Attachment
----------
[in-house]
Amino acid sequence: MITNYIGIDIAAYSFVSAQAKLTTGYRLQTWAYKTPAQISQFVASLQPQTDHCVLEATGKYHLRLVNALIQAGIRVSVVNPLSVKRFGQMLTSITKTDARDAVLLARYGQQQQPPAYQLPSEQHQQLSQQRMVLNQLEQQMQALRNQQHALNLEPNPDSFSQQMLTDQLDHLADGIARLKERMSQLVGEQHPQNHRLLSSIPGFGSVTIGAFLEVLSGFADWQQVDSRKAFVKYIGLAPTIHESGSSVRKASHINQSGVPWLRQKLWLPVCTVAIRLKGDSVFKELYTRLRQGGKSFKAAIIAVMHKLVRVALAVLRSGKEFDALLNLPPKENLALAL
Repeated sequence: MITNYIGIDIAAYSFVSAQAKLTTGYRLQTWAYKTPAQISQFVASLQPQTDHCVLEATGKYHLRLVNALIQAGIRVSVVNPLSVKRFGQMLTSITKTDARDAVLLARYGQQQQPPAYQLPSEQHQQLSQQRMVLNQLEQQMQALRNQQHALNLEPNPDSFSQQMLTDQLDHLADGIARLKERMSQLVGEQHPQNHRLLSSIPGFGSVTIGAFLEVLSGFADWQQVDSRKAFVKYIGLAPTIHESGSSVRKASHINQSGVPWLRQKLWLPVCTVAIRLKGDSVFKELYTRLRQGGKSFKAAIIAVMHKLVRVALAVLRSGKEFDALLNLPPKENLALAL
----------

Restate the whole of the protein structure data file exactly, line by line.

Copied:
[in-house]
Amino acid sequence: MITNYIGIDIAAYSFVSAQAKLTTGYRLQTWAYKTPAQISQFVASLQPQTDHCVLEATGKYHLRLVNALIQAGIRVSVVNPLSVKRFGQMLTSITKTDARDAVLLARYGQQQQPPAYQLPSEQHQQLSQQRMVLNQLEQQMQALRNQQHALNLEPNPDSFSQQMLTDQLDHLADGIARLKERMSQLVGEQHPQNHRLLSSIPGFGSVTIGAFLEVLSGFADWQQVDSRKAFVKYIGLAPTIHESGSSVRKASHINQSGVPWLRQKLWLPVCTVAIRLKGDSVFKELYTRLRQGGKSFKAAIIAVMHKLVRVALAVLRSGKEFDALLNLPPKENLALAL
Repeated sequence: MITNYIGIDIAAYSFVSAQAKLTTGYRLQTWAYKTPAQISQFVASLQPQTDHCVLEATGKYHLRLVNALIQAGIRVSVVNPLSVKRFGQMLTSITKTDARDAVLLARYGQQQQPPAYQLPSEQHQQLSQQRMVLNQLEQQMQALRNQQHALNLEPNPDSFSQQMLTDQLDHLADGIARLKERMSQLVGEQHPQNHRLLSSIPGFGSVTIGAFLEVLSGFADWQQVDSRKAFVKYIGLAPTIHESGSSVRKASHINQSGVPWLRQKLWLPVCTVAIRLKGDSVFKELYTRLRQGGKSFKAAIIAVMHKLVRVALAVLRSGKEFDALLNLPPKENLALAL